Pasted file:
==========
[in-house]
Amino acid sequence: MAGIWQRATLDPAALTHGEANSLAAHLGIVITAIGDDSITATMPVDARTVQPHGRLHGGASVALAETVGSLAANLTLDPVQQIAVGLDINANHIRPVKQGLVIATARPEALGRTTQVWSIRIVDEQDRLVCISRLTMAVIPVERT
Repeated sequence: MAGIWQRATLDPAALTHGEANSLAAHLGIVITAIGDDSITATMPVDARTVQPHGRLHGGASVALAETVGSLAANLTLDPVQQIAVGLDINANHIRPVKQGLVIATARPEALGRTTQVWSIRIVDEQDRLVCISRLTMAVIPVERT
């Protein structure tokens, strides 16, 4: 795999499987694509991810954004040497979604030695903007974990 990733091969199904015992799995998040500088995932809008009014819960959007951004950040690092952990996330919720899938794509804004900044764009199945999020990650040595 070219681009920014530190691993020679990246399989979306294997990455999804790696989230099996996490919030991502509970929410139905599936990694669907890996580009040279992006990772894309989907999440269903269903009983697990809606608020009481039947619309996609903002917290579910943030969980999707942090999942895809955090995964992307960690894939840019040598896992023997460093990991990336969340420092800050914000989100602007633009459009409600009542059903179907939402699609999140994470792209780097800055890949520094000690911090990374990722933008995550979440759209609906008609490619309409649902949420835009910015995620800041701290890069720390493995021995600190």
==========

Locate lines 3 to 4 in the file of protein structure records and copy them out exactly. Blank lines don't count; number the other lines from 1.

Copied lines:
Repeated sequence: MAGIWQRATLDPAALTHGEANSLAAHLGIVITAIGDDSITATMPVDARTVQPHGRLHGGASVALAETVGSLAANLTLDPVQQIAVGLDINANHIRPVKQGLVIATARPEALGRTTQVWSIRIVDEQDRLVCISRLTMAVIPVERT
């Protein structure tokens, strides 16, 4: 795999499987694509991810954004040497979604030695903007974990 990733091969199904015992799995998040500088995932809008009014819960959007951004950040690092952990996330919720899938794509804004900044764009199945999020990650040595 070219681009920014530190691993020679990246399989979306294997990455999804790696989230099996996490919030991502509970929410139905599936990694669907890996580009040279992006990772894309989907999440269903269903009983697990809606608020009481039947619309996609903002917290579910943030969980999707942090999942895809955090995964992307960690894939840019040598896992023997460093990991990336969340420092800050914000989100602007633009459009409600009542059903179907939402699609999140994470792209780097800055890949520094000690911090990374990722933008995550979440759209609906008609490619309409649902949420835009910015995620800041701290890069720390493995021995600190």